A lot of the focus of this blog has been on the anti-vaccine forces out there. That was kind of the original intent since “The Poxes” is kind of a dystopian story of what happens when we just stop vaccinating, cold turkey. (That reminds me that I need to get back to writing that story.) But there are other dangerous lines of thought out there, and I’d like to give you a list of things you need to know to fight them.
We all know that you need a primer on immunology and chemistry to fight the anti-vaccine types. Maybe you can throw in a little toxicology. Knowing these things will help you understand why thimerosal, a chemical that contains mercury, doesn’t behave like mercury alone. It’s not as toxic, and it is delivered in such a small amount that your body deals with it well. A little biology will help you know that you produce more formaldehyde just sitting there reading this and eating fruit than you will ever get through all the recommended vaccines. Again, toxicology will help you understand that your body deals well with those tiny amounts of formaldehyde, and you have nothing to worry about.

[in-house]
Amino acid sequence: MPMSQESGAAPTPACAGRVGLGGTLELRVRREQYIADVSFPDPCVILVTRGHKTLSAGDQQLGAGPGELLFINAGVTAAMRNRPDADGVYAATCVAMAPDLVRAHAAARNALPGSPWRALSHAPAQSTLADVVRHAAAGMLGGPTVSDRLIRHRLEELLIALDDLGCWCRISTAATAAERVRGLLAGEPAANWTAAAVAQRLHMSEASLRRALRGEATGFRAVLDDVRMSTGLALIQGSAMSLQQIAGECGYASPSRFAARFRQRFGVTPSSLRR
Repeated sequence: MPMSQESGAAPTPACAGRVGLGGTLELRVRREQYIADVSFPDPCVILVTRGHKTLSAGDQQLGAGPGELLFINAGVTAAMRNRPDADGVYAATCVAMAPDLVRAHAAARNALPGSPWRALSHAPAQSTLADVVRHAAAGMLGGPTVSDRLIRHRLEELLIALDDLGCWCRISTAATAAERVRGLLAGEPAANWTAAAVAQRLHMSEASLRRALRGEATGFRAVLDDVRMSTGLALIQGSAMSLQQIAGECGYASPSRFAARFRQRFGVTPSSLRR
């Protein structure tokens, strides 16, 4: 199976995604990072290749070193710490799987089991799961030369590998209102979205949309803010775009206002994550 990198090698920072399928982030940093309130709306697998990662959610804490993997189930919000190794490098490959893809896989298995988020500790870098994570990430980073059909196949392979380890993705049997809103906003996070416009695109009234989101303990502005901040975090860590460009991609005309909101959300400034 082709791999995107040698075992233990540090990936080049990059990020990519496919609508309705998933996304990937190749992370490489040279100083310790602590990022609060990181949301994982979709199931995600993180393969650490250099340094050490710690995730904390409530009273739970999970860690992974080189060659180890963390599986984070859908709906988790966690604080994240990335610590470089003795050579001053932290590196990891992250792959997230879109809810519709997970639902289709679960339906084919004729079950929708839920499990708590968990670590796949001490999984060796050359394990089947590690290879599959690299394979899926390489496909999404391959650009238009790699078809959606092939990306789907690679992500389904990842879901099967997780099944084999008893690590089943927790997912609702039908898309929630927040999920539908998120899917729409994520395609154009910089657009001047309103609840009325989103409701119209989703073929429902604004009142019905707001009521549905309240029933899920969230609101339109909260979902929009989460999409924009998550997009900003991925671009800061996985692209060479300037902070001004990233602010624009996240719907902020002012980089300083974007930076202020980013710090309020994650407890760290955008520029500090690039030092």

As far as elemental biology, you need to know that your body is made up of cells, that a collection of cells is a tissue, and that a collection of tissues is an organ. Within cells are tiny structures called organelles, and these organelles perform special functions. Also inside your cells (with the exception of some types of cells) is DNA. DNA is the genetic material that tells your cell what to make as far as products (like proteins) and when to multiply and when to die. DNA requires a lot of energy to be damaged, so you can’t damage DNA through regular radio waves like those in cell phones or television, or even high-tension wires. You need what is called “ionizing” radiation. It has enough energy to damage DNA. Even then, the damage needs to be sustained over some time and in specific locations for the DNA to be irreparably damaged. Such damage can lead to cancers and body disorders. So keep in mind this mix of biology and physics (regarding radiation) when you discuss cell phones and cancer with someone. (Or, sometimes, when you discuss power meters at home with veterinarians.)
Physics can also help you in your discussions with people who are convinced that “The Government” — or any other secret organization — is dousing you with “chemtrails.” They are not chemtrails, they’re contrails, and they’re what happens when the air coming out of jet engines mixes up the air in the atmosphere and causes the condensation of water vapor into visible clouds. Sometimes, if it’s cold and dry enough outside, you can see contrails right behind fast-moving vehicles on the ground, though they don’t last as long. Those same physics will help you counter the idea that vinegar sprayed from a bottle in your backyard can destroy contrails. Not only are the trails just plain-old water vapor that wouldn’t react with vinegar, they’re also thousands of feet up in the air, and none of the vinegar you spray will ever reach them.